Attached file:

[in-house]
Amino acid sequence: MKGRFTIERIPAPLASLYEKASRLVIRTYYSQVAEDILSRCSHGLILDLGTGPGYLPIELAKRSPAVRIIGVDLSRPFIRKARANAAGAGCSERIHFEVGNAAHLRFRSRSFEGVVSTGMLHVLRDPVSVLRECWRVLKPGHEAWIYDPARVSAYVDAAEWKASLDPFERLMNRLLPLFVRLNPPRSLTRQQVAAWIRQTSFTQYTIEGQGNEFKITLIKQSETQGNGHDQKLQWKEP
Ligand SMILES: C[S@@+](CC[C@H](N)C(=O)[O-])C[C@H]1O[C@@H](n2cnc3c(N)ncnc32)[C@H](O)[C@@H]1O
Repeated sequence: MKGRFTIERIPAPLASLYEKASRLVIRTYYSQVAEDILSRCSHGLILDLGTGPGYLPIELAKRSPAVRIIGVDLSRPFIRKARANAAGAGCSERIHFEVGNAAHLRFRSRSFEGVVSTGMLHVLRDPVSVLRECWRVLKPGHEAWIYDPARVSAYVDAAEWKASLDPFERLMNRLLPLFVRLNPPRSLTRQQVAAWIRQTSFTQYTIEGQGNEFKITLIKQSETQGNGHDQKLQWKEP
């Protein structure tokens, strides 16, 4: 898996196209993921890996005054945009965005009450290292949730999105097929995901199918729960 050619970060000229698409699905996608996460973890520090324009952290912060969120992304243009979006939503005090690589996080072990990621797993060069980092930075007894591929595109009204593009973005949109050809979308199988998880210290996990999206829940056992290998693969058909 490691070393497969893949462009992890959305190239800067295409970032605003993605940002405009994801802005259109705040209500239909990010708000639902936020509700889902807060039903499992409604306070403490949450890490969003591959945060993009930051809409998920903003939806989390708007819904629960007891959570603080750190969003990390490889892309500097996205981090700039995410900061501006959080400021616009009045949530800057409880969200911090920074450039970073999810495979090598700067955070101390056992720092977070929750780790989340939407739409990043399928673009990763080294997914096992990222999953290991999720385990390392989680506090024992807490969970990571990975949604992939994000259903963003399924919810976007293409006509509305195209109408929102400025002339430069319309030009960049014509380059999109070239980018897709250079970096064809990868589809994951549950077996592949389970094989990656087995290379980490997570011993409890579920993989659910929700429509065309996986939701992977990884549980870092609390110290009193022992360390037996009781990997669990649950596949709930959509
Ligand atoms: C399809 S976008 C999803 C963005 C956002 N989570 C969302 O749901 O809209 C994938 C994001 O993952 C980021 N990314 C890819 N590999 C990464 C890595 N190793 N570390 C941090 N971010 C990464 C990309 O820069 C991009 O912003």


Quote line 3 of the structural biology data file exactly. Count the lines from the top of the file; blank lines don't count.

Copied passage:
Ligand SMILES: C[S@@+](CC[C@H](N)C(=O)[O-])C[C@H]1O[C@@H](n2cnc3c(N)ncnc32)[C@H](O)[C@@H]1O